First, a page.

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We want to use three equally sized subintervals.
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So letβs recall the formula that allows us to work out the size of each subinterval, in other words, the widths of the rectangle.
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Itβs Ξπ₯ equals π minus π over π, where π and π are the endpoints of our interval and π is the number of subintervals.
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In our case, weβre looking to evaluate the definite integral between five and 17.
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So we let π be equal to five and π be equal to 17.
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And we want three equal subintervals.
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So weβll let π be equal to three.
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Ξπ₯ is then 17 minus five all divided by three, which is simply four.
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Then when writing a left Riemann sum, we take values of π from zero to π minus one.
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Itβs the sum of Ξπ₯ times π of π₯π for values of π from zero to π minus one.
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π₯π is π plus π lots of Ξπ₯.
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In this case, we know that π is equal to five, and Ξ π₯ is equal to four.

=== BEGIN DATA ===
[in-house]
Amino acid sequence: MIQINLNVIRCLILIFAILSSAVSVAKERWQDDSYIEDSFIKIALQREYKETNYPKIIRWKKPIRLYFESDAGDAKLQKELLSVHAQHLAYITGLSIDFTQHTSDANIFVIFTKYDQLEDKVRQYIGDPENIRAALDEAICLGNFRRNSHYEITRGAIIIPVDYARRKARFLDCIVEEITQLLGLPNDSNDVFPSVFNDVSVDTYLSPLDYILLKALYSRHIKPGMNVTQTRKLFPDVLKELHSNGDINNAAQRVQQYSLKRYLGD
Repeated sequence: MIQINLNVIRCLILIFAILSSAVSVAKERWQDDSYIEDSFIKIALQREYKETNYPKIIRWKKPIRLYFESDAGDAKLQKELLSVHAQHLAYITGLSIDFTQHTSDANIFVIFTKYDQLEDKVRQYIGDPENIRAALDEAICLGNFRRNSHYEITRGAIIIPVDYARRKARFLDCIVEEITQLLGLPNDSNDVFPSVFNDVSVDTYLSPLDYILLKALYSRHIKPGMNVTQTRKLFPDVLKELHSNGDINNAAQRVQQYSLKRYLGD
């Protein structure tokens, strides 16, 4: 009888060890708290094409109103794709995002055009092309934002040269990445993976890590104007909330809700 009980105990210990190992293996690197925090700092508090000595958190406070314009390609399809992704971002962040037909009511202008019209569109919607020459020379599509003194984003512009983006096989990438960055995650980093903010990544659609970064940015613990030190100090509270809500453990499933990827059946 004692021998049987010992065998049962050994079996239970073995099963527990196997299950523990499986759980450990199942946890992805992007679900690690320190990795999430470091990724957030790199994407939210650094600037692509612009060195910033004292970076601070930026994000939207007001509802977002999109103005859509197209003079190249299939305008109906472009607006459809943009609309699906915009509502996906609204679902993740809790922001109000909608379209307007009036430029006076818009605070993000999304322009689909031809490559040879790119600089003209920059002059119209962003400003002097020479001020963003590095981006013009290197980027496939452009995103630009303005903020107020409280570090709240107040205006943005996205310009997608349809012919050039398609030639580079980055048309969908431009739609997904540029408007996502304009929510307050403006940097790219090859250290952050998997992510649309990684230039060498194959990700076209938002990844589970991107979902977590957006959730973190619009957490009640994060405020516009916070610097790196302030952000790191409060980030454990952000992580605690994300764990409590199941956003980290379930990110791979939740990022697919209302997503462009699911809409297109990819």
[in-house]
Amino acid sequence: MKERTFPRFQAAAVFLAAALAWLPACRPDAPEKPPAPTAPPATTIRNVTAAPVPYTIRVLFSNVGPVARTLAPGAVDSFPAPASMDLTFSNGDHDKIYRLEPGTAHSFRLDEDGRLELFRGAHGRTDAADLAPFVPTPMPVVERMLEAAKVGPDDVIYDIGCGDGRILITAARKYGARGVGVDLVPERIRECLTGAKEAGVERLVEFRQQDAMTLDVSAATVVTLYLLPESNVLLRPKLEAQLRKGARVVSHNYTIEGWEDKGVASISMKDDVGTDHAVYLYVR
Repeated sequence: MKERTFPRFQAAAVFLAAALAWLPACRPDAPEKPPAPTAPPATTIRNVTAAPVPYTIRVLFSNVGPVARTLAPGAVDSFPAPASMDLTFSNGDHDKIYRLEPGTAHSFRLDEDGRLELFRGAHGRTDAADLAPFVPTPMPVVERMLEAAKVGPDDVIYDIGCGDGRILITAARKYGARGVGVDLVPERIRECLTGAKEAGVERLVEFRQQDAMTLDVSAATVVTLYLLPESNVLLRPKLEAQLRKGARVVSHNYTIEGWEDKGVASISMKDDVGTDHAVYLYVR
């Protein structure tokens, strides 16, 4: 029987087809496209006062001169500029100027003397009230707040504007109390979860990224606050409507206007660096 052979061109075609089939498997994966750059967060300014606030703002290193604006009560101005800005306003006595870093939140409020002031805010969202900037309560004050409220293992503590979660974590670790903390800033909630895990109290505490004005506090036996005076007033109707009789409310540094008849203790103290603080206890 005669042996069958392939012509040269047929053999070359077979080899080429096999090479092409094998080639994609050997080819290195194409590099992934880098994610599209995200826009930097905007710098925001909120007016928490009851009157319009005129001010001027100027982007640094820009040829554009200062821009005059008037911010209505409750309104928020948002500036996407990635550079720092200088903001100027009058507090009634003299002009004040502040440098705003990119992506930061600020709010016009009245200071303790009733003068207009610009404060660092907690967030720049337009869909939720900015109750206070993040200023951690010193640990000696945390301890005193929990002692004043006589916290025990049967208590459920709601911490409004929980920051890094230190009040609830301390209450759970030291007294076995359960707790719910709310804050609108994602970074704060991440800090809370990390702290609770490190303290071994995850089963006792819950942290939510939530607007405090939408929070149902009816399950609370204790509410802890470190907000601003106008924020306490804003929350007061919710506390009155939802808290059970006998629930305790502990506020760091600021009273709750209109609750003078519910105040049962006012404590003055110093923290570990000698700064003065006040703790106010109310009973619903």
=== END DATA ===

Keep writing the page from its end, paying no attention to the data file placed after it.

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So our π₯π value is given by five plus four π.
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Well, since weβre using the left Riemann sum, we begin by letting π be equal to zero.
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We need to work out π₯ zero.
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Itβs five plus four times zero, which is simply five.
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We can find π of π₯ nought in our table.
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Itβs negative three.
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Next, we let π be equal to one.
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And we get π₯ one to be five plus four times one, which is nine.
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We look up the value π₯ equals nine in our table.
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And we see that π of nine is negative 0.6.
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Next, we let π be equal to two.
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And remember, weβre looking for values of π up to π minus one.